What Rights Do the New York Mental Hygiene Law Afford Its Citizens?

The majority of New York citizens who are admitted to a New York State psychiatric center are done so in accordance to the New York Mental Hygiene Law. If this ever happens to you or someone you know, it’s important to know the rights the Mental Hygiene Law affords New York citizens.

Basic Rights and Laws

New York Mental Hygiene Law affords you some rights that can’t be limited for any reason and others that can be limited by law for medical reasons. However, if you have been admitted under the New York Criminal Procedure Law or Correction Law, your rights may have different standards and conditions.

Civil Rights

Regardless of the fact that you’re in a psychiatric center, you’re still a New York and American citizen with civil rights. You may register to vote and vote in any elections, have the right to civil service ranking and appointment as well as rights related to try to obtain a license, permit, or any other privilege provided by civil law. Your civil rights also protect you from being abused and mistreated by any hospital staff or other patients. If you think your civil rights are being violated in any way, be sure to seek help and report it immediately.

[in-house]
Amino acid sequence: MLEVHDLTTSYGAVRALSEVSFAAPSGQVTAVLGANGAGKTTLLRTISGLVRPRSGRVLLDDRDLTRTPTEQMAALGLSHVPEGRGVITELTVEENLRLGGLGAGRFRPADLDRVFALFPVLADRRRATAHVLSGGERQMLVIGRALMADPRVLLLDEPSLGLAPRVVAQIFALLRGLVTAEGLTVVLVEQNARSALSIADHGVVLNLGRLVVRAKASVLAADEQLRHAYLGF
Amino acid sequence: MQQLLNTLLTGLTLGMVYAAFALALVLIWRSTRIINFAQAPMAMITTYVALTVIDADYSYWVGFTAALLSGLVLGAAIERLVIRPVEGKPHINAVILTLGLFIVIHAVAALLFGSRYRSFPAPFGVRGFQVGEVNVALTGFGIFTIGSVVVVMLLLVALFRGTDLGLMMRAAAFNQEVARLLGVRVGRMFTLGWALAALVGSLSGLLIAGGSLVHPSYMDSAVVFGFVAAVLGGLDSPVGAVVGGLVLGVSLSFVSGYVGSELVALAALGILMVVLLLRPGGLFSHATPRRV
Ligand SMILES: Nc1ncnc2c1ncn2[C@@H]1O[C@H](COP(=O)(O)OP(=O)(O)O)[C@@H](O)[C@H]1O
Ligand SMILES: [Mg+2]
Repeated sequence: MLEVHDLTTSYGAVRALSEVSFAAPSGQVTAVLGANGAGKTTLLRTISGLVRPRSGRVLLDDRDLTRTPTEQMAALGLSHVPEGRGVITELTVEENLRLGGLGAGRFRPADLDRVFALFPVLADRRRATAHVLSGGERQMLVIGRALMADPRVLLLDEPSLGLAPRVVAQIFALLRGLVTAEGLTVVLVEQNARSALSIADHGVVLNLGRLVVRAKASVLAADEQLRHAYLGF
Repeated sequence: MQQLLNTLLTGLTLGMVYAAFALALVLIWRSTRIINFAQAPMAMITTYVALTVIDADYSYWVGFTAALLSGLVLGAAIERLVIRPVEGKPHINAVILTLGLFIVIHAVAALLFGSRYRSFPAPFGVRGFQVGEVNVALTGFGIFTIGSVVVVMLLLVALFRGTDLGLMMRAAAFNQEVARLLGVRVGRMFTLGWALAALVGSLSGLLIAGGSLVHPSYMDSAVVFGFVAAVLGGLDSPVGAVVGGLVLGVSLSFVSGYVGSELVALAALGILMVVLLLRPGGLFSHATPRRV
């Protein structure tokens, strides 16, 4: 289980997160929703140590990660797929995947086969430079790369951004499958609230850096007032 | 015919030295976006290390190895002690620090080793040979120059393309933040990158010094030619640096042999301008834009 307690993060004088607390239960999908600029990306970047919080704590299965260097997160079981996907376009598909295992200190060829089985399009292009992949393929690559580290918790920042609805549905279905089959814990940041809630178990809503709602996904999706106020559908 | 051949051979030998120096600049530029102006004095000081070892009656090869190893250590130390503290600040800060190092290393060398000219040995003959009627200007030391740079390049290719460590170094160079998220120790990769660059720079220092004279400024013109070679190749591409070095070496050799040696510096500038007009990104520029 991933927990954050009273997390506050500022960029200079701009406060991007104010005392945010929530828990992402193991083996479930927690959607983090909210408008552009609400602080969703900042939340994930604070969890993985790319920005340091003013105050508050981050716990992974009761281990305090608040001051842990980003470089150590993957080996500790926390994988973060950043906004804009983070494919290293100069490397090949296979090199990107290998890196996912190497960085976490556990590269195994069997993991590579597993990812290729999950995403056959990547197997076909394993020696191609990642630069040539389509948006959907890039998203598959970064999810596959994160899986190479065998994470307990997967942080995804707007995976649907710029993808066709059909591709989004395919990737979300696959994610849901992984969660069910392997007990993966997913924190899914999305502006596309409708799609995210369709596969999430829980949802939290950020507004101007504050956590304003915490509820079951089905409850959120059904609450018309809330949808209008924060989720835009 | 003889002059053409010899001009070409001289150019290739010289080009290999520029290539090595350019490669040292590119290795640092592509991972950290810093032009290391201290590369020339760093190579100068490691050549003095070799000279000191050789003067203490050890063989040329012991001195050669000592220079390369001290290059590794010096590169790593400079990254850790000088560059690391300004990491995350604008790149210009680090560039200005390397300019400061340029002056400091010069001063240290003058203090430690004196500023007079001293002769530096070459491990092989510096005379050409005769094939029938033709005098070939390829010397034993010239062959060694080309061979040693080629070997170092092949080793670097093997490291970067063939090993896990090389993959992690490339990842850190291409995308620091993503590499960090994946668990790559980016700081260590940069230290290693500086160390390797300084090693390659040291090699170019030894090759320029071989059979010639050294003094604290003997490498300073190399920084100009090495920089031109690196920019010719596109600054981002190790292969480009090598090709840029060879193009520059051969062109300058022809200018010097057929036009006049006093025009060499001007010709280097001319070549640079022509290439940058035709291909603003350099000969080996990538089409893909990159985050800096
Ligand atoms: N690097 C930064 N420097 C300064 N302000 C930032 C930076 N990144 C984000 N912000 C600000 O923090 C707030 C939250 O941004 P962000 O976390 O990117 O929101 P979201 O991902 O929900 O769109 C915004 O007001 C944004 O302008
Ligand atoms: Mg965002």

Personal Rights

All patients in New York State psychiatric centers have a variety of personal rights as long as they aren’t limited by a provision of another law. These basic, personal rights promise quality of living, cleanliness, safety, freedom of religion, and more.

Mental Hygiene Law: Admissions

Upon admission, you’ll receive a paper with your admission update and information about your rights to seek representation and contact the New York Mental Hygiene Legal Service to assist you.

Three Types of Admissions:

1. Informal admission means the person has requested to be admitted and treated. They enter a facility without applying formally or on paper and may discharge whenever they want.

2. Voluntary admission is when someone at least 16-years-old, but under 18-years-old, fills out an application. His or her mother, father, or other legal guardian may be able to submit the application for the individual. This type of patient can submit a request in writing to be discharged anytime, as can the parent or guardian that originally submitted the patient’s application.

3. Involuntary admission is more complicated. Here are the three ways it can happen:

a. Medical certification. This requires the examination and unanimous opinion of two physicians that the patient requires involuntary help as an inpatient at a psychiatric treatment center. For complete certification, documents must include: The certification from two physicians and an application completed by someone close to the patient or a government official.

If you’re involuntarily admitted to a psychiatric facility by certification, you can be kept for as long as 60 days. After that, the director of the center may apply to keep you admitted. At this time, you will receive updates and have the opportunity to take the issue to court. You can object and obtain legal representation from a New York attorney.